Helms Asks CIA to Check if Soviets Cheated on Accord
Sen. Jesse Helms, leader of the Senate’s Republican right wing, accelerated his campaign against the U.S.-Soviet Intermediate-range Nuclear Forces treaty Saturday by sending to CIA Director William H. Webster data he called “highly sensitive material,” which Helms said discloses a major Soviet violation of a treaty provision.
The Senate Foreign Relations Committee is scheduled to open hearings Monday on ratification of the treaty, signed Dec. 8 by President Reagan and Soviet leader Mikhail S. Gorbachev, to eliminate ground-launched medium-range missiles from the superpowers’ nuclear arsenals.
Helms’ letter to Webster, made public without the enclosed “classified” material, requested the CIA chief to confirm the accuracy of the violation charge before Secretary of State George P. Shultz presents the Administration’s case to the committee, as he is scheduled to do Monday.
The North Carolina senator said that if Webster confirms a Soviet violation, Helms will ask the committee’s chairman, Sen. Claiborne Pell (D-R.I.), to summon Webster to testify in a closed-door session as early as Monday afternoon.
Helms aides said they could not comment on the nature of the material sent to Webster or say what part of the treaty is alleged to have been violated. Administration and Democratic leaders say they have enough votes for ratification of the treaty, but his aides predicted that Helms’ opposition campaign could persuade the Senate to shelve the accord.
Helms, the ranking minority member of the Foreign Relations Committee, also issued a 180-page analysis of the treaty addressed to the eight other Republicans on the panel. The analysis charged that the agreement would require the destruction of Soviet intermediate-range vehicles but not the corresponding nuclear warheads.
It contended that the Soviets could shift the warheads to other vehicles and thus maintain a threat against the North Atlantic Treaty Organization allies in Europe with rebuilt devices that would not fall within the treaty’s definitions of outlawed weapons.
The same option would not be open to the NATO allies, the analysis said, because the elimination of Pershing 2 and cruise missiles under the treaty would leave them with no alternative vehicles in their territories.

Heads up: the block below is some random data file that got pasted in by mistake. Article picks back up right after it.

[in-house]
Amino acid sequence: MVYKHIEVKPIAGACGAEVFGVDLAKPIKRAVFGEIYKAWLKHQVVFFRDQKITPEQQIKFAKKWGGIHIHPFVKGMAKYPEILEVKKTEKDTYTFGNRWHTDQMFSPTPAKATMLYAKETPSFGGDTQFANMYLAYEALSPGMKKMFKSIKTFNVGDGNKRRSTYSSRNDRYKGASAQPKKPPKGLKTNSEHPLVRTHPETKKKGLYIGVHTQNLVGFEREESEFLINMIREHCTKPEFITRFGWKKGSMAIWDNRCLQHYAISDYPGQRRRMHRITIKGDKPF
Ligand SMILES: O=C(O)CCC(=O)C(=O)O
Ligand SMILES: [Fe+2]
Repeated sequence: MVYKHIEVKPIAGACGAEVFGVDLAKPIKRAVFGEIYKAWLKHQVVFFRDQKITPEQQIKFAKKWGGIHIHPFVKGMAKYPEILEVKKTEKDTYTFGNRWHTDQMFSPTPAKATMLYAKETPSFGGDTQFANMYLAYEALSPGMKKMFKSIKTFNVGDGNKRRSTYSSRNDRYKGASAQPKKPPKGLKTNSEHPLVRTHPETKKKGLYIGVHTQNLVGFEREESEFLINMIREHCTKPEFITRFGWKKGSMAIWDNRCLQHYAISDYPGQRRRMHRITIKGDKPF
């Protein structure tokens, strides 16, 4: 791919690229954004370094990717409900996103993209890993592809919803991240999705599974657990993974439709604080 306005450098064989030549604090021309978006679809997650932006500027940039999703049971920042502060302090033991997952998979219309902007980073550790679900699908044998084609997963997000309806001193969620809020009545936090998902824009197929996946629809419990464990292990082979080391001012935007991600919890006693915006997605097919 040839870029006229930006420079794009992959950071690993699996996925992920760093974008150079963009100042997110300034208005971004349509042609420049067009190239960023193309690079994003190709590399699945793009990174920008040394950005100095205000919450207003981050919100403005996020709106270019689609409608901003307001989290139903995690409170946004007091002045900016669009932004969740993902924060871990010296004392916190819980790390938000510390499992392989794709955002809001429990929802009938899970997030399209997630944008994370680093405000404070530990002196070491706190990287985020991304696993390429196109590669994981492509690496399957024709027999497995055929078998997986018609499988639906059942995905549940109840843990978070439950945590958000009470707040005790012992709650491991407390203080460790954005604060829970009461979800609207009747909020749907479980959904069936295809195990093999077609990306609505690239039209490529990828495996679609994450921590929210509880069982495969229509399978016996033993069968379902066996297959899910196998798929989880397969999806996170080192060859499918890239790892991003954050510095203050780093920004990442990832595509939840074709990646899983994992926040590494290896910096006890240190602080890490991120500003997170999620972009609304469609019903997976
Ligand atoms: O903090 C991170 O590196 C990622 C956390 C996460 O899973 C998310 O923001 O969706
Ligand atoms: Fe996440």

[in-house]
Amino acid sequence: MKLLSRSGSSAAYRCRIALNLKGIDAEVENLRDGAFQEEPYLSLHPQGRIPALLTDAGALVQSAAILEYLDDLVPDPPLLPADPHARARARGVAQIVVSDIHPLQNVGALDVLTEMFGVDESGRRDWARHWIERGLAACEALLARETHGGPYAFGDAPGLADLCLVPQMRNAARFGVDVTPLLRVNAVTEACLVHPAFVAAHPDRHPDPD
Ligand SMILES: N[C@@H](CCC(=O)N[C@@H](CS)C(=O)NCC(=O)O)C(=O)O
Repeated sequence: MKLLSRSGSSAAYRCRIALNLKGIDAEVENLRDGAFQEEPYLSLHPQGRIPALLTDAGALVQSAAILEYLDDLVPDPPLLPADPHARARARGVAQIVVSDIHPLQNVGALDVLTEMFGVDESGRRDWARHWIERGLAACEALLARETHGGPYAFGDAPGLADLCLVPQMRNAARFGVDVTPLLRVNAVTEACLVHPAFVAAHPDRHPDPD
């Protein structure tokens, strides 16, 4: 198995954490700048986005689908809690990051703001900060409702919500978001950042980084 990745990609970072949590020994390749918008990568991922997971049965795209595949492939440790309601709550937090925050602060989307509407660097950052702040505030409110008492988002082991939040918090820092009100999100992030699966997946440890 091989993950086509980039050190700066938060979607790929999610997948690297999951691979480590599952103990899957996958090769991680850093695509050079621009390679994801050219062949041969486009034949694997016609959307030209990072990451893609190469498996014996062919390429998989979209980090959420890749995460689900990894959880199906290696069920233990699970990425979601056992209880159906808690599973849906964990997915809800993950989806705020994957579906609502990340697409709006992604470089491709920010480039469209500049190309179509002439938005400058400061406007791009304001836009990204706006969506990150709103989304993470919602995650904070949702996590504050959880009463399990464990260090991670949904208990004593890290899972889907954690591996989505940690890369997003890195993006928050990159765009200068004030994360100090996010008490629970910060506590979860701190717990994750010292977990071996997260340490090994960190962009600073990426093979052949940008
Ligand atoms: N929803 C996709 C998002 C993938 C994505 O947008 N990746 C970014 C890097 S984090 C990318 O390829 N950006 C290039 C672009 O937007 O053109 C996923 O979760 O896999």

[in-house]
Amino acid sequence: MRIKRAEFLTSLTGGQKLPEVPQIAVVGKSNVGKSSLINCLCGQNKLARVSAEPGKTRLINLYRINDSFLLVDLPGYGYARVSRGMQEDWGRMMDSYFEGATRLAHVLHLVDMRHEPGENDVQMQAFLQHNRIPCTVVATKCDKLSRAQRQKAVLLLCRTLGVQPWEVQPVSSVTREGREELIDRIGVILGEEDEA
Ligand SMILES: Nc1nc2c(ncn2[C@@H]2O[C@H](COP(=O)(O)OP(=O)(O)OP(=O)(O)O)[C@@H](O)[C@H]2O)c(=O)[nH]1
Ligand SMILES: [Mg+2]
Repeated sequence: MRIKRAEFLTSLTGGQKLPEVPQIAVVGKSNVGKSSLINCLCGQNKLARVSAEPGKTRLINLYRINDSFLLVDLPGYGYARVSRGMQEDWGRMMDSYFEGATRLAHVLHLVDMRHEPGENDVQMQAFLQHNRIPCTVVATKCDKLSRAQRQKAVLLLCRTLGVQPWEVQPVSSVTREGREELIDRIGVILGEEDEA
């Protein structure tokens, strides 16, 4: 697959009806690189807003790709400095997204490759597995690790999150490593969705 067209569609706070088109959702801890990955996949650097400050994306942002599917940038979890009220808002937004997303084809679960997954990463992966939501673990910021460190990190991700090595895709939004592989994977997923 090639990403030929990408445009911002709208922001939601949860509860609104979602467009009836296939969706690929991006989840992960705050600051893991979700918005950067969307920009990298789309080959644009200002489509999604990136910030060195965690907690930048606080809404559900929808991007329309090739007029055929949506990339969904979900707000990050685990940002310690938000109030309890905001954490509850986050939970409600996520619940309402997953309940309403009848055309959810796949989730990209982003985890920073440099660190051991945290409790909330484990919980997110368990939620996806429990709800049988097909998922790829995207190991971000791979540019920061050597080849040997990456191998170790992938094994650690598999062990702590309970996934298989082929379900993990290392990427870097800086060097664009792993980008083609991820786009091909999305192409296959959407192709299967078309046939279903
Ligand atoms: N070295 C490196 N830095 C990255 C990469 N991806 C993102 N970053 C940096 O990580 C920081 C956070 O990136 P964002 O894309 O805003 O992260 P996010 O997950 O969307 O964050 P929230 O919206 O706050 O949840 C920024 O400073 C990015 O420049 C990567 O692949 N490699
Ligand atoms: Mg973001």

Helms’ memorandum cited a paper by Gen. Bernard W. Rogers, who retired last year as supreme allied commander in Europe, to assert that the ratification of the treaty would weaken NATO.
In a published essay, Rogers declared that NATO’s power to deter Soviet attack rests on Western European nuclear weapons with the ability to “hold at risk--with certainty--militarily significant targets deep in the Soviet homeland.”
Helms went on to dispute an unnamed “high White House official” for saying in defense of the new treaty that the Soviets would gain “no militarily significant advantages” through cheating, possibly by hiding SS-20 missiles.
“Unclassified estimates for years have assumed that the SS-20 force was close to and even over 1,000,” the analysis said. “Yet the Soviets in the Memorandum of Understanding accompanying the INF Treaty have declared that they have only 650. . . . If U.S. intelligence is correct, then the Soviets are already violating the treaty obligations and we can assume they intend to cheat on a massive scale.”
Hidden SS-20s could be used for a “surprise party,” Helms said, a sudden disclosure of nuclear force aimed at coercion of the NATO allies; to carry chemical or biological warfare agents, or to create a “dome of light” masking a nuclear first strike.
A Helms aide, speaking on condition that he not be identified, declared that there is “a sea change under way in the Senate, enough that the treaty may be dead on arrival.”